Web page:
It’s hard to believe that Richmond Baby will be 8 weeks old on Monday – time flies! I have had to pack away the newborn clothes and now she’s firmly in 0-3 months, going on 3-6 months attire rapidly. And since “b-day” it’s been an intense but wonderful period of “getting to know you” on both parts.
8 weeks on and what have I learnt? well, that it’s true, all cries are not the same – there’s a cry for “I’m hungry”; a cry for “why are you trying to wrestle me into this babygro?!?”; another for “I’m weary get me to a calm, dark place and sing me a soothing rendition of Cecelia; another still for “don’t put me down, I want cuddles”; another for “my butt is wet…” – and gradually I am learning to figure out which means what, mainly by process of elimination, but it certainly helps to have a mental checklist and that’s where I have to thank “The Baby Whisperer”…
My best friend lent me a copy of Tracy Hogg’s Baby Whisperer book, saying she found it incredibly useful and I have to say, it makes a hell of a lot of sense! There are some bits that while no doubt probably effective, I haven’t gone in for – for example, introducing your baby room by room to the house on your return from hospital and the like. But overall, it is a great guide in particular to understanding just what it is your baby is trying to tell you in their own inimitable way – namely crying, but also other physical signs and clues.
On the subject of crying, Tracy talks about it as your baby’s way of talking to you, which I found has helped reassure me that crying doesn’t equal baby in emotional and physical turmoil, it means “listen to me I’m trying to tell you something”. In the early weeks, the crying really upset me, but now – while, don’t get me wrong, I don’t enjoy it – I can see it more as baby talk, her way of telling me something and on the whole once I’ve managed to figure out what it might be, she stops. Magic. Of course a dummy also helps – but really only if I’ve managed to also figure out the reason behind the crying in the first place. On the subject of dummies, the Baby Whisperer is actually reassuringly supportive, highlighting they help satisfy a baby’s inherent need to self-soothe by sucking – so hooray for the dummy! She also reassures on thumb sucking, which is another thing that Richmond Baby has progressed to in recent weeks. According to Tracy, thumb sucking does not lead to buck teeth as legend would have it and does in fact give baby it’s first taste of control over it’s otherwise flailing limbs. Bravo baby.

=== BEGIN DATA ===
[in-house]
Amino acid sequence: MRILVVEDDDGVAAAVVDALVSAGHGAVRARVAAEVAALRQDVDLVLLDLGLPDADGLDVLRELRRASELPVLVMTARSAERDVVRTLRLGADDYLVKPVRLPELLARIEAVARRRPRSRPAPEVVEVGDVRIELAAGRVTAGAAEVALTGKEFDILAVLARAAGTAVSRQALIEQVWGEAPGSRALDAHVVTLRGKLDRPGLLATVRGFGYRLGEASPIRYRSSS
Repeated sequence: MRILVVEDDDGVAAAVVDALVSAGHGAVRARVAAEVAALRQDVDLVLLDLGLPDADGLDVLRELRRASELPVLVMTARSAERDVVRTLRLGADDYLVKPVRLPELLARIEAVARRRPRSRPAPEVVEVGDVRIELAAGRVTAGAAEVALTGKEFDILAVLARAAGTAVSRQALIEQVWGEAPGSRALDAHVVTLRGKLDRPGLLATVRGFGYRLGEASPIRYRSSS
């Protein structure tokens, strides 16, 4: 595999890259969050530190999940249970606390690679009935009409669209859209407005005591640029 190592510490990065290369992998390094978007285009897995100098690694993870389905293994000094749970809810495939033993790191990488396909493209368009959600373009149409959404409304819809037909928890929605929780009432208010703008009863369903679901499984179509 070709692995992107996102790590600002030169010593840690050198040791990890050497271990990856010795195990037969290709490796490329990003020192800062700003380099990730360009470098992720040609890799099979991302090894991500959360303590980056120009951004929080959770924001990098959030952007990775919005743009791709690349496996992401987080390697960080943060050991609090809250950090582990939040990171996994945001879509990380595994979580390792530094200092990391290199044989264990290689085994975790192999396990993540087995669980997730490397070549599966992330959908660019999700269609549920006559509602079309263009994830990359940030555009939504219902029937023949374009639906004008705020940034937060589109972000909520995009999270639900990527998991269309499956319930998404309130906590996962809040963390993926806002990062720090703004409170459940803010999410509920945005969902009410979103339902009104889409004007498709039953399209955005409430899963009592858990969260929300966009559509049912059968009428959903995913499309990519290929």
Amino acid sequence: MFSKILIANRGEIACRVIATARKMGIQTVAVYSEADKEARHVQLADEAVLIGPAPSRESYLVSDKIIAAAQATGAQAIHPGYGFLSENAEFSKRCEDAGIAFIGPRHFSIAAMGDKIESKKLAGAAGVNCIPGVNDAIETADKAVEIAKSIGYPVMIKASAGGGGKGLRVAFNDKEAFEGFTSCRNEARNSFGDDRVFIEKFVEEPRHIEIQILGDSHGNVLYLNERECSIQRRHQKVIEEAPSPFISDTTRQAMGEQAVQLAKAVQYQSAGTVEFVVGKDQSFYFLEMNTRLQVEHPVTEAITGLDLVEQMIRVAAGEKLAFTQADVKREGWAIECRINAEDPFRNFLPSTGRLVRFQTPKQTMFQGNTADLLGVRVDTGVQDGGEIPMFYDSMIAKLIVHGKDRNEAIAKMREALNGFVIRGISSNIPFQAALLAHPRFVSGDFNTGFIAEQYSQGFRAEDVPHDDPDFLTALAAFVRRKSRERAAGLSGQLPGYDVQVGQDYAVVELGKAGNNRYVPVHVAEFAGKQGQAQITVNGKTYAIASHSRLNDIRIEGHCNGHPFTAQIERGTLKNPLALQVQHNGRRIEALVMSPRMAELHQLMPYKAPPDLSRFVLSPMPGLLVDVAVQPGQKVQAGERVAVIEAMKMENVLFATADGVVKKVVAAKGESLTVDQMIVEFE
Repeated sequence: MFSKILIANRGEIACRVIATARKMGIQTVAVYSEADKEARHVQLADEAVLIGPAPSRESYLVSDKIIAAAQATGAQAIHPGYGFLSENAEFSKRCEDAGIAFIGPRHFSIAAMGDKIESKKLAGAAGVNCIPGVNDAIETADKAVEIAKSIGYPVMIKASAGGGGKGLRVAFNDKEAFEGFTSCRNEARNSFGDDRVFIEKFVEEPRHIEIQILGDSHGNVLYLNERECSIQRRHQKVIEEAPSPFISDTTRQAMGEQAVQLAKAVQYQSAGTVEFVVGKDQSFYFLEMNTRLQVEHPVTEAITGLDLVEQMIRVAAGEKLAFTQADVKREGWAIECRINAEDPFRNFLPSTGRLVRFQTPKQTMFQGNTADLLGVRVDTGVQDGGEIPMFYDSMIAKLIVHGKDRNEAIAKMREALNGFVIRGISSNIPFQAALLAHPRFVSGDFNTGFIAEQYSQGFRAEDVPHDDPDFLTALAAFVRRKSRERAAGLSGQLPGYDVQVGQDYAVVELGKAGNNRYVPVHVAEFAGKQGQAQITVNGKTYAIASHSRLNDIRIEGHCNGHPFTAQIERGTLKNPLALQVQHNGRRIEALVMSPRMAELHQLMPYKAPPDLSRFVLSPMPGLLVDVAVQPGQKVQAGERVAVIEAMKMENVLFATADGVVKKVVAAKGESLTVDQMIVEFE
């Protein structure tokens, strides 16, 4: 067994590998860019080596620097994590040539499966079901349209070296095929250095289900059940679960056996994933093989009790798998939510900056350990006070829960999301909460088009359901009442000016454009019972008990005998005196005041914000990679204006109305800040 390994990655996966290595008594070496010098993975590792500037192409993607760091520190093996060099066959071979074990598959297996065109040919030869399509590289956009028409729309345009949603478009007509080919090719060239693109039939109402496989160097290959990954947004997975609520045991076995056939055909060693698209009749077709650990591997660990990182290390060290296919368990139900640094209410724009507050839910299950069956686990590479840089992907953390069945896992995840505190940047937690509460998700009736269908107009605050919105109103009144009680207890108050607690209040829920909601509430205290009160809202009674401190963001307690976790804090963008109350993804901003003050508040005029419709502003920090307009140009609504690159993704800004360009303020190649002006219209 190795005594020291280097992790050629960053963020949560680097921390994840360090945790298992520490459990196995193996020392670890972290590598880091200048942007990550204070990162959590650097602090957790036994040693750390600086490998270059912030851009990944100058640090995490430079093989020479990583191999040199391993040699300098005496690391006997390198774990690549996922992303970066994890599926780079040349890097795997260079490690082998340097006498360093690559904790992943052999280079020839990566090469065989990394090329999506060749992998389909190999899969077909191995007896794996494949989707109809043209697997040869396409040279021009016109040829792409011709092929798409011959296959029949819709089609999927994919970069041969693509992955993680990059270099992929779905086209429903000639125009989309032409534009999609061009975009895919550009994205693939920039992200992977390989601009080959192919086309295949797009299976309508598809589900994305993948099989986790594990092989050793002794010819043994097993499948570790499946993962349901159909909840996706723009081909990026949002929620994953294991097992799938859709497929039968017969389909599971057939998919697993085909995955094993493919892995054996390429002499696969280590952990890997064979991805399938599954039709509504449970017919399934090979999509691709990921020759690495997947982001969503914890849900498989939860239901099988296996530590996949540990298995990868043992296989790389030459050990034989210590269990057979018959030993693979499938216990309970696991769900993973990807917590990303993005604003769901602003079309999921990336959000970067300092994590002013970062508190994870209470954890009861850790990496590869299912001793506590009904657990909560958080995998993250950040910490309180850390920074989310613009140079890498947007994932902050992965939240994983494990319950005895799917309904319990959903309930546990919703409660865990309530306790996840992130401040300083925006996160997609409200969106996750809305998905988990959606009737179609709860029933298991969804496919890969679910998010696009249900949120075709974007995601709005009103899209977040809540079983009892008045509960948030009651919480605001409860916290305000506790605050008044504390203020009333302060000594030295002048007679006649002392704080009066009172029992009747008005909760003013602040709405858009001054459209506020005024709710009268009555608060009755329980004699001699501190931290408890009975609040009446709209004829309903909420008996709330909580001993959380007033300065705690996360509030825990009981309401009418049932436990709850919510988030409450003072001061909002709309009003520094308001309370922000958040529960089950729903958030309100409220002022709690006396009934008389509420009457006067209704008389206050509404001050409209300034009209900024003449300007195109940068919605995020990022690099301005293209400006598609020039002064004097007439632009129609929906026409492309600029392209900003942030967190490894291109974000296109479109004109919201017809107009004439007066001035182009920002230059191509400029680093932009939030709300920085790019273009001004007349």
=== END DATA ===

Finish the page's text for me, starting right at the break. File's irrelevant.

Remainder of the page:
I’m still working my way through the book – finding the time to read (and blog it would seem) can be tricky – and have much much more to learn, but for any new mum I would highly recommend giving it a look. I’m finding it to be a good practical but also realistic and gentle guide and a more relaxed approach than Gina (which I did find helpful in getting a basic routine started, but it can be a bit unforgiving).
Secrets of the Baby Whisperer, Tracy Hogg with Melinda Blau: